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Adopted Girl Dead
October 25, 2011 permalink
Seven-year-old adopted girl Sophie Fitzpatrick of Chelsea Quebec is dead. Her adoptive mother, Kathrine Dufresne is accused of murder. In another report the mother is called Kelly Fitzpatrick and in still another Dufresne is called the foster mother.
Que. woman accused of killing 7-year-old daughter appears in court
OTTAWA — A Quebec woman accused of killing her seven-year-old daughter Saturday made a surprise court appearance on a first-degree murder charge Monday afternoon.
Kathrine Dufresne did not enter a plea. She looked stunned as she appeared briefly and was whisked back to prison or to hospital — court officials weren't sure which.
At the request of her lawyer, Dufresne will undergo a 30-day psychiatric evaluation. She is due back in court Nov. 24 for another brief appearance.
Police found the body of Sophie Fitzpatrick, the adopted daughter of Dufresne and her husband Murray Fitzpatrick, on Saturday in the Kingsmere neighbourhood of Chelsea, Que., just outside Ottawa. Sophie was already dead and her mother was injured in a way police have not yet explained.
Court officials had told reporters earlier Monday Dufresne would be present only by telephone link with the court from her hospital room, where she has been for two days.
Instead, she was whisked in a few minutes before court was expected to deal with her case, and left after just a few moments.
She is represented by Gatineau, Que., lawyer Wayne Lora.
Crown attorney Sylvain Petitclair was cautious in giving details of the case, but confirmed the first-degree charge means the Crown believes Sophie's death was premeditated.
The evaluation is expected to take place in the Pierre-Janet Hospital Centre in Gatineau. Petitclair wouldn't answer questions about the defendant's state of mind but said "she was physically able to appear in court today, so I think she's in good physical condition."
It's normal not to enter a plea, Petitclair said.
The court hasn't addressed the question of bail yet. Petitclair said the Crown will oppose bail in the case.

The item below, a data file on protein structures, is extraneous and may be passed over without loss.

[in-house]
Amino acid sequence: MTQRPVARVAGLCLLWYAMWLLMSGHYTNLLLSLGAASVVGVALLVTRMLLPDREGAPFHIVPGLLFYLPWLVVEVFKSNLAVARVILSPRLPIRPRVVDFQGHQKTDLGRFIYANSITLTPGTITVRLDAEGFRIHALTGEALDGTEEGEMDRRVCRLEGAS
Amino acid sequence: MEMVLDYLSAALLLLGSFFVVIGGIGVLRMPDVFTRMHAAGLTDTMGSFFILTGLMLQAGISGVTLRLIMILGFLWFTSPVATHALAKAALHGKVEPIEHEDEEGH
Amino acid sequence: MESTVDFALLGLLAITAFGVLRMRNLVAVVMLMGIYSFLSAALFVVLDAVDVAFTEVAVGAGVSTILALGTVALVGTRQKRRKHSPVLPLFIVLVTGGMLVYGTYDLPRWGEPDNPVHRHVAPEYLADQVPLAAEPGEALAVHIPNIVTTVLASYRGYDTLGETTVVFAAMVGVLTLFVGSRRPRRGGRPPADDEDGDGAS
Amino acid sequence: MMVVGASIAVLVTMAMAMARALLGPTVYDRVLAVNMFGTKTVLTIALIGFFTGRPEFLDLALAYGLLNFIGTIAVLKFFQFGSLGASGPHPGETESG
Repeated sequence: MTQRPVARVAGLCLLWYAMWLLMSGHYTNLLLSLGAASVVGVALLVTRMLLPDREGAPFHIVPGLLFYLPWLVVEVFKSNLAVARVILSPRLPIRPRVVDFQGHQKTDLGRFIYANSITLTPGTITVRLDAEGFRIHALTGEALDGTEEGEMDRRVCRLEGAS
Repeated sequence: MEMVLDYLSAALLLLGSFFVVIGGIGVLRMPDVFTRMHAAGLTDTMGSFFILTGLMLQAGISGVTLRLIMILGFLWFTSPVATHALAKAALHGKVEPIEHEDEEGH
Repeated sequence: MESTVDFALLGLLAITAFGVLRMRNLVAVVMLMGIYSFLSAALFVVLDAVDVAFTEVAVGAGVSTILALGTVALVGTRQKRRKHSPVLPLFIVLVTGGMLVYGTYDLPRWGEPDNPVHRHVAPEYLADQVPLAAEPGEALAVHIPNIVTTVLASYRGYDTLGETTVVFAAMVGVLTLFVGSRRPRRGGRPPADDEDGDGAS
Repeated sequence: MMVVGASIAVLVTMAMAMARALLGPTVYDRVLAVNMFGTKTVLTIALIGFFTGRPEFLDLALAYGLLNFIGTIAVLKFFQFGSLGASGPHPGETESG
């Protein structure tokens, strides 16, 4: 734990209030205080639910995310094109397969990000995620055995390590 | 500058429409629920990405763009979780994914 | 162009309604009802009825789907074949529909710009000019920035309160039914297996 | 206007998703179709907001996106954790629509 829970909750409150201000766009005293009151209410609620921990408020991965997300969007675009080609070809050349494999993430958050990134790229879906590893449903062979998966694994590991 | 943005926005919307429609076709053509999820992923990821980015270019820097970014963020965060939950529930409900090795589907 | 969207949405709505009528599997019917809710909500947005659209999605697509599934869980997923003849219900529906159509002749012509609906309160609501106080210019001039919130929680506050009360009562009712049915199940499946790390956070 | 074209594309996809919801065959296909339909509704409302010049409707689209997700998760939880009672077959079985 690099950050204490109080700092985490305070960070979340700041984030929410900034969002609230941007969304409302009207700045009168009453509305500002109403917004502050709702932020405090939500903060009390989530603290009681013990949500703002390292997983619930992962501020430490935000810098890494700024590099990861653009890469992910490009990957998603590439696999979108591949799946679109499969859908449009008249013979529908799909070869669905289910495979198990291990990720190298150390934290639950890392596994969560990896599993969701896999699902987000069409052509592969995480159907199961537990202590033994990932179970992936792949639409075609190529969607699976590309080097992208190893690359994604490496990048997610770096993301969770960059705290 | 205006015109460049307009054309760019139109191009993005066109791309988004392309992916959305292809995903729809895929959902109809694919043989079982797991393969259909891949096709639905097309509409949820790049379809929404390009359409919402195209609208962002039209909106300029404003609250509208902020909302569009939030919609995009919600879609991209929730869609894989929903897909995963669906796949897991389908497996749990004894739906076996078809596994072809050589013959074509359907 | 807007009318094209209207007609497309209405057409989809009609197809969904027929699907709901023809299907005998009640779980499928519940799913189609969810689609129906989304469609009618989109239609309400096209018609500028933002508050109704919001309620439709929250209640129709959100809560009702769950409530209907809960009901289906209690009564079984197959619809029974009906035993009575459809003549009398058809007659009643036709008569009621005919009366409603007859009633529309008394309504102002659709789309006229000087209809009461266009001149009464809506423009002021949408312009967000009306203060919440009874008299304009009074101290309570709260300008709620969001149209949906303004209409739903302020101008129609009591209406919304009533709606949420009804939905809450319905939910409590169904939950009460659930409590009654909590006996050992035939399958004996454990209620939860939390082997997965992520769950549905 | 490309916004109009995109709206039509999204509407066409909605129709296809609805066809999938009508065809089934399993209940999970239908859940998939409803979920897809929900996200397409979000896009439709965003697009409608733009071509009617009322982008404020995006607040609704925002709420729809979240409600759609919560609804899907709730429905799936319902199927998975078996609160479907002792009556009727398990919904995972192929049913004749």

In order to adopt Sophie from China, Dufresne and Fitzpatrick would have had to submit to a rigorous and expensive process that is carefully monitored by the Chinese government.
The couple would have worked with one of three agencies in Quebec that facilitates the adoptions of Chinese children. After prospective parents submit their applications through an agency, a worker from the Quebec ministry of youth protection visits their home to ensure they are mentally, physically and economically ready to support the child.
Every country has different requirements for people wishing to adopt children from abroad. China only accepts couples who have been married for at least two years and screens to ensure they do not have a history of serious mental illness, long-term physical health problems, domestic violence, sexual abuse, child abandonment, drug abuse or alcohol abuse.
At least one spouse must have stable employment. According to Quebec's international adoption secretariat, couples can expect to spend between $19,500 and $22,000 from the day they submit their application to the day they bring their new child home.
Post-adoption support is available through the Quebec ministries of health and youth protection.
This summer, China changed a long-standing guideline requiring parents of adopted children to submit a report detailing the child's development every six months until the age of 18. Parents are now required to submit a report every five years.
Pierre Villeneuve, an administrator at Ecole Montessori de Quatre Vallees where Sophie was a student in Grade 2, would only say staff had the students' best interests in mind as they navigated the difficult first day of class without her. Sophie had just transferred to the Montessori school after spending kindergarten and Grade 1 at Chelsea's Ecole du Grand-Boise.
Normand Pauze, the principal at Grand-Boise, said the school had called in support staff to help children deal with grief and confusion. Teachers of Grade 2 students who knew Sophie well set aside 15 minutes to answer their questions Monday morning and there was a meeting for parents scheduled later that afternoon.
Pauze said the key was to let the students come to adults with questions rather than bombarding them with explanations.
"Often, as adults, we want to explain, explain, explain and that isn't good. So we must respond to their questions, and we'll see that when they have a response, they'll pass on to other things," he said in French. "We mustn't dwell on the tragic and the dramatic."
Source: Montreal Gazette
From a later news report, here is a picture of Sophie Fitzpatrick.